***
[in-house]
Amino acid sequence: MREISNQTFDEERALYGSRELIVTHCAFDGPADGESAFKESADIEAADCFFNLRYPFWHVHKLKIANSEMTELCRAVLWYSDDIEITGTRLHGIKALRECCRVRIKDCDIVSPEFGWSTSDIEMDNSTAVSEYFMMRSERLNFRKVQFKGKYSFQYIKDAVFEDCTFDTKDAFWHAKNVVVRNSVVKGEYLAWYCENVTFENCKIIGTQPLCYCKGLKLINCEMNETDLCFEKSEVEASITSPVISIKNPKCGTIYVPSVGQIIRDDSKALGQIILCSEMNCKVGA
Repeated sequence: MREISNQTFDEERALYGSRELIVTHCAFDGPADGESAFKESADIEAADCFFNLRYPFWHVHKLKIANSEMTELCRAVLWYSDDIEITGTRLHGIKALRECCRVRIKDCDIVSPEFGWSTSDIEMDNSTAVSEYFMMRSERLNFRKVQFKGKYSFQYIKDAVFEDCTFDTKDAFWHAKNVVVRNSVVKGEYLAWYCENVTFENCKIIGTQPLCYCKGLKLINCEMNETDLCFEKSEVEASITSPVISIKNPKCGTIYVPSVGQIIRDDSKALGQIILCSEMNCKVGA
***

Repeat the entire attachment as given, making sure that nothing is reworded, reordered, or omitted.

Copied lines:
[in-house]
Amino acid sequence: MREISNQTFDEERALYGSRELIVTHCAFDGPADGESAFKESADIEAADCFFNLRYPFWHVHKLKIANSEMTELCRAVLWYSDDIEITGTRLHGIKALRECCRVRIKDCDIVSPEFGWSTSDIEMDNSTAVSEYFMMRSERLNFRKVQFKGKYSFQYIKDAVFEDCTFDTKDAFWHAKNVVVRNSVVKGEYLAWYCENVTFENCKIIGTQPLCYCKGLKLINCEMNETDLCFEKSEVEASITSPVISIKNPKCGTIYVPSVGQIIRDDSKALGQIILCSEMNCKVGA
Repeated sequence: MREISNQTFDEERALYGSRELIVTHCAFDGPADGESAFKESADIEAADCFFNLRYPFWHVHKLKIANSEMTELCRAVLWYSDDIEITGTRLHGIKALRECCRVRIKDCDIVSPEFGWSTSDIEMDNSTAVSEYFMMRSERLNFRKVQFKGKYSFQYIKDAVFEDCTFDTKDAFWHAKNVVVRNSVVKGEYLAWYCENVTFENCKIIGTQPLCYCKGLKLINCEMNETDLCFEKSEVEASITSPVISIKNPKCGTIYVPSVGQIIRDDSKALGQIILCSEMNCKVGA